Toronto Public Health confirms first three cases of Omicron variant in city.
LITTLE ROCK (AP) — Public health officials in northwest Arkansas have confirmed more than three cases of a previously unknown rare form of lung cancer that is being called the Little Rock Omicron variant.
The cancer, found most often in older people, is a type of non-small-cell lung cancer that’s usually fatal. However, the rare form of the cancer is extremely hard to detect early and is diagnosed only after the cancer is too advanced to treat.
The Arkansas Department of Health says it’s the first time the rare form of the cancer has been confirmed in Little Rock.
The Little Rock Omicron variant was first detected at the University of Arkansas for Medical Sciences in the summer of 2015. That discovery led to a mass screening that included more than 9,000 participants and was carried out by University Health System personnel.
In December 2015, five people in the city of Little Rock who had been diagnosed with non-small-cell lung cancer were notified to the Arkansas Department of Health that the cancer had a genetic mutation that was linked to a rare form of lung cancer. They joined the 15 people who had been previously diagnosed since February. That number has since grown to 39 people.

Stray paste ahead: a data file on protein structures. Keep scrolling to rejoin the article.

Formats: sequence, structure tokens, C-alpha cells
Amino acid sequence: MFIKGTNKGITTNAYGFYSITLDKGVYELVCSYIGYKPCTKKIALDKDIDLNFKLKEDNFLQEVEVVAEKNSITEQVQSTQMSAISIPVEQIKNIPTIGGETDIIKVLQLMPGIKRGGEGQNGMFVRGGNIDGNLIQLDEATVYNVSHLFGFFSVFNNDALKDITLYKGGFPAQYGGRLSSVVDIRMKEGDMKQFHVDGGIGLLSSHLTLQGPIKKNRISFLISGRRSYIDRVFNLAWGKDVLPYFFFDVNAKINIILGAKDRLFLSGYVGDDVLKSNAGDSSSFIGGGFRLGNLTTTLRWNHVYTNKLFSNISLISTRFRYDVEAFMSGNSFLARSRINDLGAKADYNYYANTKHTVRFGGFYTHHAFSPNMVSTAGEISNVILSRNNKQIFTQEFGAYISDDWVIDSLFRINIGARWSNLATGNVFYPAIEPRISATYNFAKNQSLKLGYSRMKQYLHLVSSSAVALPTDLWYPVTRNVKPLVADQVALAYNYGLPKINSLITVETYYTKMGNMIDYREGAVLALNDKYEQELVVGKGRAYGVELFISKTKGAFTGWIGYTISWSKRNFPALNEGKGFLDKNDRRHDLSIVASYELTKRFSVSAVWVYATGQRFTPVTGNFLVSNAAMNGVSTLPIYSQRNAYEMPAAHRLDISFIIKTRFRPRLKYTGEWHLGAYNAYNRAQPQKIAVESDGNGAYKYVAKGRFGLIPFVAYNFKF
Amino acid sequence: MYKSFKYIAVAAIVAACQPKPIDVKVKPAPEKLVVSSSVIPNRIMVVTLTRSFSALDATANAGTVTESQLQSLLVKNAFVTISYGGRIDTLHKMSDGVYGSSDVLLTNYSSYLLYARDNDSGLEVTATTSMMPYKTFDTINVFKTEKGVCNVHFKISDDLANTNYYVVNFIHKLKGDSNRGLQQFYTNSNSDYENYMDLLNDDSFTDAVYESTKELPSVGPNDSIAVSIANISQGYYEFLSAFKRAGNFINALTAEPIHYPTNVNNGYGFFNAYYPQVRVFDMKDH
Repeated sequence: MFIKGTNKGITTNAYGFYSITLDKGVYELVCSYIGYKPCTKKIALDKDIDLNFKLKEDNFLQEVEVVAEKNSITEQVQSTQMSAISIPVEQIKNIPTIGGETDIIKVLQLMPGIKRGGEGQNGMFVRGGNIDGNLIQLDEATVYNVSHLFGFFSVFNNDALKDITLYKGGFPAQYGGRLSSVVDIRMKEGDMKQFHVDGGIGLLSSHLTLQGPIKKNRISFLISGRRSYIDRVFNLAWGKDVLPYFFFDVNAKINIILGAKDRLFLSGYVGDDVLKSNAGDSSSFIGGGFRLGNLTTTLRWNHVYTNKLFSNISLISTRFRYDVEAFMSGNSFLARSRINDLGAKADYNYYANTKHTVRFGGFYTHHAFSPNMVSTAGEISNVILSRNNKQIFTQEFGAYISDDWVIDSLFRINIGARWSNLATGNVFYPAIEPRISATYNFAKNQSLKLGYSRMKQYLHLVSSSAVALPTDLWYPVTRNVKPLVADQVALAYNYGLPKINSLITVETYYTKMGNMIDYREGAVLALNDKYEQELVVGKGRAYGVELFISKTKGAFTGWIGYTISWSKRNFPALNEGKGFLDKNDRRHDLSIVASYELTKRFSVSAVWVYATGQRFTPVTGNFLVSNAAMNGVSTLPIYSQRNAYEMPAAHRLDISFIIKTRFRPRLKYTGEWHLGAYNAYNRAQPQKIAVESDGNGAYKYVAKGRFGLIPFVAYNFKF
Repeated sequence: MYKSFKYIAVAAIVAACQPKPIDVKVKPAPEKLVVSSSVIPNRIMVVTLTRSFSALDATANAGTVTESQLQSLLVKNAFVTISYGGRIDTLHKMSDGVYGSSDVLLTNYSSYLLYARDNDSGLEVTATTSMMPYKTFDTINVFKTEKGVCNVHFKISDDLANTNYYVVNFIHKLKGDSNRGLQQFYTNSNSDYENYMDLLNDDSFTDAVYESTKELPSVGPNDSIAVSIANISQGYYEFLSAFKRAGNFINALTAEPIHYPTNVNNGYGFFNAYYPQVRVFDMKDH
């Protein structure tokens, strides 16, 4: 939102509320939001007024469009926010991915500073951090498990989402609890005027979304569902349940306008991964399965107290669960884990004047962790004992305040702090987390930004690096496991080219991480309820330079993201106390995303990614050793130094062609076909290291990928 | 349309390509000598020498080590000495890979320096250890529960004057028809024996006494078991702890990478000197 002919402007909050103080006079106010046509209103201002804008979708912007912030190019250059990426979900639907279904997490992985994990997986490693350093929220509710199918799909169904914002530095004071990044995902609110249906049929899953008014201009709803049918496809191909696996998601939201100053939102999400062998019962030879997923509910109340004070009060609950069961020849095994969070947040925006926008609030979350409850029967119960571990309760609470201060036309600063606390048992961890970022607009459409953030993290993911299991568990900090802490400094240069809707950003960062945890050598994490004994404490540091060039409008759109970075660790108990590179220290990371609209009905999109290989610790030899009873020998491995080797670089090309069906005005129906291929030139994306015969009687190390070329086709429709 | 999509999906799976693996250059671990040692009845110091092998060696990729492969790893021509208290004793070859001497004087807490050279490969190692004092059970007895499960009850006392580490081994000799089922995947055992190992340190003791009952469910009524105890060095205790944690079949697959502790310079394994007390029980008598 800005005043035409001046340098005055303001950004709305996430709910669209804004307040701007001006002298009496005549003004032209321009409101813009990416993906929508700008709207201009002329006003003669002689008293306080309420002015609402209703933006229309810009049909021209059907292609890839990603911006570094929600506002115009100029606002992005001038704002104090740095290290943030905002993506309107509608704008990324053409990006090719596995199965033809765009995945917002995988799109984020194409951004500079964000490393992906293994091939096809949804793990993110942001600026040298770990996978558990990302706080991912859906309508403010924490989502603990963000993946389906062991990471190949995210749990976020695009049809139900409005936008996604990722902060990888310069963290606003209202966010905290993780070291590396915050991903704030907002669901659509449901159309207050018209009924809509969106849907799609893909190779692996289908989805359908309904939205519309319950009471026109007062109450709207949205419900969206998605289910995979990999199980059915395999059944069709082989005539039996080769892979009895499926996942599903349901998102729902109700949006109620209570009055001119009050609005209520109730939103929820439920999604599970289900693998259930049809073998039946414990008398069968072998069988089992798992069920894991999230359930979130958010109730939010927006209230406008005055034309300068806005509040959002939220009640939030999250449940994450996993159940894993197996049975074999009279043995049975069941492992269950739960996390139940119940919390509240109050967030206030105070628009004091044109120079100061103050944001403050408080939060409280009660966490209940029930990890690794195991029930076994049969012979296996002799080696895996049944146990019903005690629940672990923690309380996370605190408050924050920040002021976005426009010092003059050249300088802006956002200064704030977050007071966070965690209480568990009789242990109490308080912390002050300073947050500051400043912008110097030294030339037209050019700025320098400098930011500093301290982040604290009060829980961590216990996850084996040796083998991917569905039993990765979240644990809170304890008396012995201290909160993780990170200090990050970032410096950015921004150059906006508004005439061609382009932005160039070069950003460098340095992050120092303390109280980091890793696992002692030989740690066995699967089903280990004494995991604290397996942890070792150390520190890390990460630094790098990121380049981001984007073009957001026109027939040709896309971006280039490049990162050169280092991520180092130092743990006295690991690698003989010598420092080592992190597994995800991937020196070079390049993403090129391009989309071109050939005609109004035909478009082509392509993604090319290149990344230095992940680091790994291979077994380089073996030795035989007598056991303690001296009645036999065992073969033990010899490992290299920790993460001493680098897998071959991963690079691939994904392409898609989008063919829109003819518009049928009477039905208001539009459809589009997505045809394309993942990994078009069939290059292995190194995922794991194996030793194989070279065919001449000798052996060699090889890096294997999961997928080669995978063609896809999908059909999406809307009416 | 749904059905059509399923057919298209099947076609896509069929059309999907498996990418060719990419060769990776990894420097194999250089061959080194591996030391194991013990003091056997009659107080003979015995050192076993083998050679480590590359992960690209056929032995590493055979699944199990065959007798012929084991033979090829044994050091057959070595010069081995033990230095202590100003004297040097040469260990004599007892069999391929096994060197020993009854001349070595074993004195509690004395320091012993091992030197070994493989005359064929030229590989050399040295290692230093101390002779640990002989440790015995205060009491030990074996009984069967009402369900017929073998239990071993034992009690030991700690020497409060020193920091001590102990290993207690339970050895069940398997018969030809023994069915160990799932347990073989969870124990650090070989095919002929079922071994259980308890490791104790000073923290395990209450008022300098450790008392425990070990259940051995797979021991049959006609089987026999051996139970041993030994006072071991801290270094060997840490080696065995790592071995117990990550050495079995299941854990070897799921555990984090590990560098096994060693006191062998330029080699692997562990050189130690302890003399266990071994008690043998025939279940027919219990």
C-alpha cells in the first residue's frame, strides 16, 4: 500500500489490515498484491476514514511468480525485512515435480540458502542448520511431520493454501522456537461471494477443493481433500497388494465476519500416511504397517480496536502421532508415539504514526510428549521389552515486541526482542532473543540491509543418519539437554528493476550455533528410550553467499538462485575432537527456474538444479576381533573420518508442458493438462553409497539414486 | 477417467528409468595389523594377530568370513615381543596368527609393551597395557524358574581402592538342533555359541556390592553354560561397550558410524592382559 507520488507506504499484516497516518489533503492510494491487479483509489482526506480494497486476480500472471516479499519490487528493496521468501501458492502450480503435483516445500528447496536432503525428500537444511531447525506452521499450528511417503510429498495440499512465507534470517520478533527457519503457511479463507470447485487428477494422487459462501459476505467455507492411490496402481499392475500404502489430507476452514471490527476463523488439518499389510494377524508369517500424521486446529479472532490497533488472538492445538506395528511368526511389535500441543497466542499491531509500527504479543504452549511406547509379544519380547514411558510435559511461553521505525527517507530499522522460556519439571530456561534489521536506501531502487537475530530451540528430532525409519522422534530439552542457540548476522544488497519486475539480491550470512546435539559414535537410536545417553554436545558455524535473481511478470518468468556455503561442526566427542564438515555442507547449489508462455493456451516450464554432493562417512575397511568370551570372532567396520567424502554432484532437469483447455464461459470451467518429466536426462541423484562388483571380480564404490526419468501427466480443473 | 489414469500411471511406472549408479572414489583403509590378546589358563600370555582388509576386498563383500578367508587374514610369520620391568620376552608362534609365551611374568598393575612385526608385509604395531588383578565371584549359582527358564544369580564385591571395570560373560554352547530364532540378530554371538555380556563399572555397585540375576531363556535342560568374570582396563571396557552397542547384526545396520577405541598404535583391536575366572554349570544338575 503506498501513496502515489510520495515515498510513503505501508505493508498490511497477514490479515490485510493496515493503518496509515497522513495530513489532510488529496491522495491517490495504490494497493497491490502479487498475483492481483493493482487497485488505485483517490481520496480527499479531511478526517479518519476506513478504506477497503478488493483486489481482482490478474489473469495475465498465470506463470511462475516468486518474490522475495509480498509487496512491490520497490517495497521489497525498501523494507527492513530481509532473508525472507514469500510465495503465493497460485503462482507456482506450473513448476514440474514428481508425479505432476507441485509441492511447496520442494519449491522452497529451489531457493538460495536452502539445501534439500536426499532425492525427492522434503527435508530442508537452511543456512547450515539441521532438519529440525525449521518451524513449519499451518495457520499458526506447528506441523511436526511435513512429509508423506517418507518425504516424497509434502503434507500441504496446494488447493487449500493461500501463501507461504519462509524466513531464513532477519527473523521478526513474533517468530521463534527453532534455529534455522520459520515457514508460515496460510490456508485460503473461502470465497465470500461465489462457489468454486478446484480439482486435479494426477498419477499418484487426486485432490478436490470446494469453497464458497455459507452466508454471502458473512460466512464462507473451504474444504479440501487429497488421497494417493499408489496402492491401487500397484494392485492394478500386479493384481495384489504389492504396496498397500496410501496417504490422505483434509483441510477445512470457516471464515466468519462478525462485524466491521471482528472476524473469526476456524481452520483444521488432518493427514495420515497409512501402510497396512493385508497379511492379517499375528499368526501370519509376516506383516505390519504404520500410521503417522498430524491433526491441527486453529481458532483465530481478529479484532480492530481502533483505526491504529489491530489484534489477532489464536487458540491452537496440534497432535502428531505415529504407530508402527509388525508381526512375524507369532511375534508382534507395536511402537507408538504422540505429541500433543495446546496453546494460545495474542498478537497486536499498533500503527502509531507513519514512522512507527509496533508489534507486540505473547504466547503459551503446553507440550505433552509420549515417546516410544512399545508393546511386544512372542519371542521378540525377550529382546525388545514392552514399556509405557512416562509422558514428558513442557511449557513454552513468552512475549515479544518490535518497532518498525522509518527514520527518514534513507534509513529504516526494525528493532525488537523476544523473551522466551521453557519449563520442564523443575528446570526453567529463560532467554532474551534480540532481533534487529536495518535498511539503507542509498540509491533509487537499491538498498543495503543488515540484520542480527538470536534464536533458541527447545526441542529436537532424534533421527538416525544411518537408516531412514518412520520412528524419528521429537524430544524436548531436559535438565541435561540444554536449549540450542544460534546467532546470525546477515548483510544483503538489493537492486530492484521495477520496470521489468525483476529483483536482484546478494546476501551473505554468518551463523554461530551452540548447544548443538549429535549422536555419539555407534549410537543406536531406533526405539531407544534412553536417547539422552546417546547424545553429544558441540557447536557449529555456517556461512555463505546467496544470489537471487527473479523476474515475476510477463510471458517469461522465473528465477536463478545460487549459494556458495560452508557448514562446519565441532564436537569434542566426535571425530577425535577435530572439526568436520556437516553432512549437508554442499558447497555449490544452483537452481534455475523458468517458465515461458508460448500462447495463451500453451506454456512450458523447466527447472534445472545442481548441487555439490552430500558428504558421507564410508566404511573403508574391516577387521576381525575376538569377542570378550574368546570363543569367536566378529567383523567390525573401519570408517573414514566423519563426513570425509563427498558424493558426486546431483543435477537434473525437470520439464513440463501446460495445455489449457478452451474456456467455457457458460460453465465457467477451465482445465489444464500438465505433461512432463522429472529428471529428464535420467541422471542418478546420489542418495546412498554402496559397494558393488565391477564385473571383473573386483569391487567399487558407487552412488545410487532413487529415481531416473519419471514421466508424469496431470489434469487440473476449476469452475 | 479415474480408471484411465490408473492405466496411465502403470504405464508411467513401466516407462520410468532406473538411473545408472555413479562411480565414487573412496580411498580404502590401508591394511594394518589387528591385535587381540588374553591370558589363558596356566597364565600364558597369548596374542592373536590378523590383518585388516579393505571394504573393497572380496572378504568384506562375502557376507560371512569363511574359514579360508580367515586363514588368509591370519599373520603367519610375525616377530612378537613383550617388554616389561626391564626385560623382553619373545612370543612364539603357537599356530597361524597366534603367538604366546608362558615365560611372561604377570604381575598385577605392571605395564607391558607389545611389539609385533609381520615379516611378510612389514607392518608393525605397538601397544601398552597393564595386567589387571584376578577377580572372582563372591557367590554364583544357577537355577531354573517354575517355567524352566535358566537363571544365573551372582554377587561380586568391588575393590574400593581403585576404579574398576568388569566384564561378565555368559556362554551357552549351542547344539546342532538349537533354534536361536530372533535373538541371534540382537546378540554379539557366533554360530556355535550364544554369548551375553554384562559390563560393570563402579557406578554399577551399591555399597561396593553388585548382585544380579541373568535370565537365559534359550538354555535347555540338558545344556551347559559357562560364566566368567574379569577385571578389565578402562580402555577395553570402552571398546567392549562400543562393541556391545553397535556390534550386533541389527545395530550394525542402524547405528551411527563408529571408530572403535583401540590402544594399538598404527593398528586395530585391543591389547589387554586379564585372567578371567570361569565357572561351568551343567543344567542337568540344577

The cancer is most common among people aged 55 to 85. It’s caused by a genetic mutation that changes how a protein called TFE3 interacts with another protein called p62, causing both proteins to stop working properly.
The discovery was made in collaboration with researchers at the University of Tennessee Health Science Center in Memphis and the University of California at San Francisco.
Treatment for lung cancer often leads to remission, but the cancer may come back even after the first-and-last treatment.
The patients are undergoing chemotherapy and at least two of them are undergoing radiation.
The first three patients affected are from the Little Rock Eastside area, a neighborhood in Pulaski County near Little Rock that has a median household income of about $75,000 a year.
Public health officials say the other people that contracted the rare form of lung cancer were all from west Little Rock in Pulaski and Baxter counties.
The Arkansas Department of Health